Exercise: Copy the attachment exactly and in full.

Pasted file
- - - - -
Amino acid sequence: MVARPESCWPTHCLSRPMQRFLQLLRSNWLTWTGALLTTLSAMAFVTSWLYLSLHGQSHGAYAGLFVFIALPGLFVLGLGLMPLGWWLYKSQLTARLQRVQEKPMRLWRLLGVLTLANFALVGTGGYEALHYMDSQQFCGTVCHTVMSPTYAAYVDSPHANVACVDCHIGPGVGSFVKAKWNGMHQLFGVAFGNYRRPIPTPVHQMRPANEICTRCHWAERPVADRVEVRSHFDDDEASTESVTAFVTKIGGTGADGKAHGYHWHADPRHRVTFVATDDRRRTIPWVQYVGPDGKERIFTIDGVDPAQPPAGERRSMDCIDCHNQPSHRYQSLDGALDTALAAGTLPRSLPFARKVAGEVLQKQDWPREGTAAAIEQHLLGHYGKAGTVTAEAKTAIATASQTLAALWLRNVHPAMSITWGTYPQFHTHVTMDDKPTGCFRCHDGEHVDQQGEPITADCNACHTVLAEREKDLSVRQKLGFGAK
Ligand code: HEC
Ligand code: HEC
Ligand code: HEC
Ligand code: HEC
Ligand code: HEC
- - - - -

Amino acid sequence: MVARPESCWPTHCLSRPMQRFLQLLRSNWLTWTGALLTTLSAMAFVTSWLYLSLHGQSHGAYAGLFVFIALPGLFVLGLGLMPLGWWLYKSQLTARLQRVQEKPMRLWRLLGVLTLANFALVGTGGYEALHYMDSQQFCGTVCHTVMSPTYAAYVDSPHANVACVDCHIGPGVGSFVKAKWNGMHQLFGVAFGNYRRPIPTPVHQMRPANEICTRCHWAERPVADRVEVRSHFDDDEASTESVTAFVTKIGGTGADGKAHGYHWHADPRHRVTFVATDDRRRTIPWVQYVGPDGKERIFTIDGVDPAQPPAGERRSMDCIDCHNQPSHRYQSLDGALDTALAAGTLPRSLPFARKVAGEVLQKQDWPREGTAAAIEQHLLGHYGKAGTVTAEAKTAIATASQTLAALWLRNVHPAMSITWGTYPQFHTHVTMDDKPTGCFRCHDGEHVDQQGEPITADCNACHTVLAEREKDLSVRQKLGFGAK
Ligand code: HEC
Ligand code: HEC
Ligand code: HEC
Ligand code: HEC
Ligand code: HEC